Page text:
A political dynamic that features a restive Republican base and aggressive House and Senate freshman classes with tea party roots could present Congressional Republicans with unique challenges as the party’s presidential candidates become more vocal.
Some Republicans on the Hill are wary the GOP’s 2012 hopefuls may create a sense of false expectation among the party’s base regarding what they can accomplish given that the Democrats still control the Senate and the White House.
Not all in the party are concerned, arguing that political posturing to show leadership is typical presidential campaign behavior that will have little influence on how the GOP operates on Capitol Hill. But others, particularly House and Senate leaders, concede that public advice from the hopefuls on how to handle key issues could prove politically problematic.
Senate Republican Policy Committee Chairman John Thune — who contemplated a 2012 bid before declining to run — said GOP White House candidates’ assertions on how to address government spending, health care and other contentious policy issues might put unwarranted pressure on Congressional Republicans to deliver unachievable results.
“People’s expectations, I think, have to be realistic about what’s achievable,” the South Dakotan said. “There’s going to have to be on our end a recognition — and hopefully a recognition by people and our supporters out there [that] yes, we also share the same goals. ... We just have to figure out, how do you do that in a place which literally, for the most part, is still run by Democrats?”
Since Republicans assumed control of the House in January, the GOP has worked to minimize expectations of what it can accomplish, emphasizing that Democrats still run the Senate and that President Barack Obama sits poised to veto conservative-minded legislation. That isn’t necessarily the message Republican activists are likely to hear from Republican presidential candidates over the next year.
House Chief Deputy Majority Whip Peter Roskam said GOP presidential candidates could be most useful to Congressional Republicans by focusing their attention on Obama and Senate Democrats.
“It’s helpful if they’re able to focus on areas that are realistic and make sense,” the Illinois Republican said.
Last week, during an interview with conservative talk radio host Hugh Hewitt, likely presidential candidate and former Speaker Newt Gingrich (R-Ga.) said House Republicans have been too timid in negotiations on the federal budget and other matters.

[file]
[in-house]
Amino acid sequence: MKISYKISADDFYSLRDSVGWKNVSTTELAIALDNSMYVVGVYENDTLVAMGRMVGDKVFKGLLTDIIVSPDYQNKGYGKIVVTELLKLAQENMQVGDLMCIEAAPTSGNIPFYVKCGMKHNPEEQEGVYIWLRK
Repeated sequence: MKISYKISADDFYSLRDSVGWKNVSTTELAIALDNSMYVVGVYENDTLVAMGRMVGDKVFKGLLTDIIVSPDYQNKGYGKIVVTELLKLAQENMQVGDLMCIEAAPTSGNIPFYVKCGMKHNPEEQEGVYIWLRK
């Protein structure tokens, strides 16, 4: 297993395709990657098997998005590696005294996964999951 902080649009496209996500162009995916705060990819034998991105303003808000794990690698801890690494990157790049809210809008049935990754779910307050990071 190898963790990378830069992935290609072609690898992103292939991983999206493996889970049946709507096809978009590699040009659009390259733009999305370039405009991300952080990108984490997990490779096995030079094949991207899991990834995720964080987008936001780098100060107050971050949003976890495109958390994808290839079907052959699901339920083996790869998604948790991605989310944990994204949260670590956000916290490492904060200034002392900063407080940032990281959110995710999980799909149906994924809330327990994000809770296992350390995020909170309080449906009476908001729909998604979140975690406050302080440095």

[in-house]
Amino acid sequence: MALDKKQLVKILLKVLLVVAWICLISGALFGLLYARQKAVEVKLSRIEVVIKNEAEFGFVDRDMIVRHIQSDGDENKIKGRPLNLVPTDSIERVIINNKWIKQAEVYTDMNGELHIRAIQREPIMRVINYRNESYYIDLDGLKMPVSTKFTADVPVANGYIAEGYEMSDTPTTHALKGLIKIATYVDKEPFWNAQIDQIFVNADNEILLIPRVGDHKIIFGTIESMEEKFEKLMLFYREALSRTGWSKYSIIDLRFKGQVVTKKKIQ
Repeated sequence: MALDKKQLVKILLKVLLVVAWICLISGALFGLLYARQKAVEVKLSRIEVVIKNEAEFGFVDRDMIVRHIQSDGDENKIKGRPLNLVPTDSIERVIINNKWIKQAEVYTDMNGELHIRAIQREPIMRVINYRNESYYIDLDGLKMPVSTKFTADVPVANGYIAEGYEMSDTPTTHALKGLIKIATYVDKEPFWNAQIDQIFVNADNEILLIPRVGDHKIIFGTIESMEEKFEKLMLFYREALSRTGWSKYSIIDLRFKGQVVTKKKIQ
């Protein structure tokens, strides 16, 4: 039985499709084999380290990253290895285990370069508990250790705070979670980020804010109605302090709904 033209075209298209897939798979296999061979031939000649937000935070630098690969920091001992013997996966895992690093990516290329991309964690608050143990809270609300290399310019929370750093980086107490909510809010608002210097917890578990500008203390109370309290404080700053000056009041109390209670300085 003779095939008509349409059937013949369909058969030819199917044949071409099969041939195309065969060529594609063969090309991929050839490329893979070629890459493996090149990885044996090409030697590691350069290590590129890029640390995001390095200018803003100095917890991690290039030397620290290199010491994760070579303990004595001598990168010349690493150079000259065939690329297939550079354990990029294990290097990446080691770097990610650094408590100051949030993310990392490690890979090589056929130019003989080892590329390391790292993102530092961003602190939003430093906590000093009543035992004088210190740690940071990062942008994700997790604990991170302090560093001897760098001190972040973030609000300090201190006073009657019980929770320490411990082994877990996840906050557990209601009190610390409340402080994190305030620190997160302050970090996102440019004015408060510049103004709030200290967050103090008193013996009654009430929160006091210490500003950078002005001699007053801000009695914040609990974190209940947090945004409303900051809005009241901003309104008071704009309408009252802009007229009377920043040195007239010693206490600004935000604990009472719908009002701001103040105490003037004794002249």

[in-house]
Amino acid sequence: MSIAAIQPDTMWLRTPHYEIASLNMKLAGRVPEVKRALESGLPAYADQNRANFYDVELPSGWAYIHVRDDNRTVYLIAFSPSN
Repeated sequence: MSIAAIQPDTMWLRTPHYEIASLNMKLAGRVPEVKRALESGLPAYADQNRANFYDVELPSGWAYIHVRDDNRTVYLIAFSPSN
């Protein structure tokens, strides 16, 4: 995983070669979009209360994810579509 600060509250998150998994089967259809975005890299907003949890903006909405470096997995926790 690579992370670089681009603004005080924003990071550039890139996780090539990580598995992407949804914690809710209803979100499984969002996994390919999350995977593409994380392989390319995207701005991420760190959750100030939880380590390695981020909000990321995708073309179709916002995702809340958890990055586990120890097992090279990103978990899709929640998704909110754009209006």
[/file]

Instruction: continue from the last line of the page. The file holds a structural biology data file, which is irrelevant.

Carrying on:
Gingrich, who is scheduled to speak to a private gathering of House Republican freshmen on Thursday, went on to recommend that Congressional Republicans insist that Obama agree to repeal the health care reform law in exchange for GOP support to raise the debt ceiling.
“I always appreciate an idea from Newt, and the others. But sometimes they may be out on the hustings and not be aware of internal negotiations or procedures or time constraints or something like that,” Senate Minority Whip Jon Kyl (R-Ariz.) said. “I’m always happy to get ideas, but sometimes they may not be directly relevant to how we’re trying to solve a problem.”
More such hard-nosed suggestions are likely forthcoming from a field of Republican candidates that is light on well-known, established frontrunners and heavy on individuals looking to differentiate themselves from the pack and elevate their name identification with voters.
Gingrich is strongly considering a bid but has stopped short of launching an exploratory committee. Mississippi Gov. Haley Barbour is actively preparing to run; former Minnesota Gov. Tim Pawlenty opened an exploratory committee last week and is expected to formally kick off his candidacy at some point; former Massachusetts Gov. Mitt Romney, a 2008 candidate, also is expected to run. A handful of others are in the mix, including former Sen. Rick Santorum (Pa.), billionaire businessman and television personality Donald Trump, and Rep. Michele Bachmann (Minn.), a tea party favorite.
Ron Bonjean, a public relations adviser who formerly worked as a Republican leadership aide, noted that it is “standard operating procedure” for GOP presidential candidates to speak out on matters pertaining to Congress but contended that the tea party movement could complicate matters.
“If the tea party picks up on an issue or recommendation that a candidate is proposing, then it could create extra pressure on Congressional Republicans,” Bonjean said. “If the tea party gets involved, that’s where it could become problematic.”
Others are less concerned.
Senate Republican Conference Chairman Lamar Alexander (Tenn.), who ran for president in 1996 and 2000 and has been on both sides of the equation, said there is a “natural tension” between Members and their party’s presidential candidates. But he also said it could help unify the party around and engender public support for important policy proposals.
Sen. Mike Johanns said Members and voters understand that GOP presidential candidates might have a different agenda than Republicans in Congress and that ultimately, campaign trail rhetoric will have little influence over what happens on Capitol Hill.
“Everybody recognizes it’s the campaign season,” the Nebraska Republican said. “You’re going to run into that ... in any election cycle. There are Senate candidates out there — I was one of them — saying, ‘Well, they should be doing this and they shouldn’t be doing that.’ I don’t really see that as a huge problem.”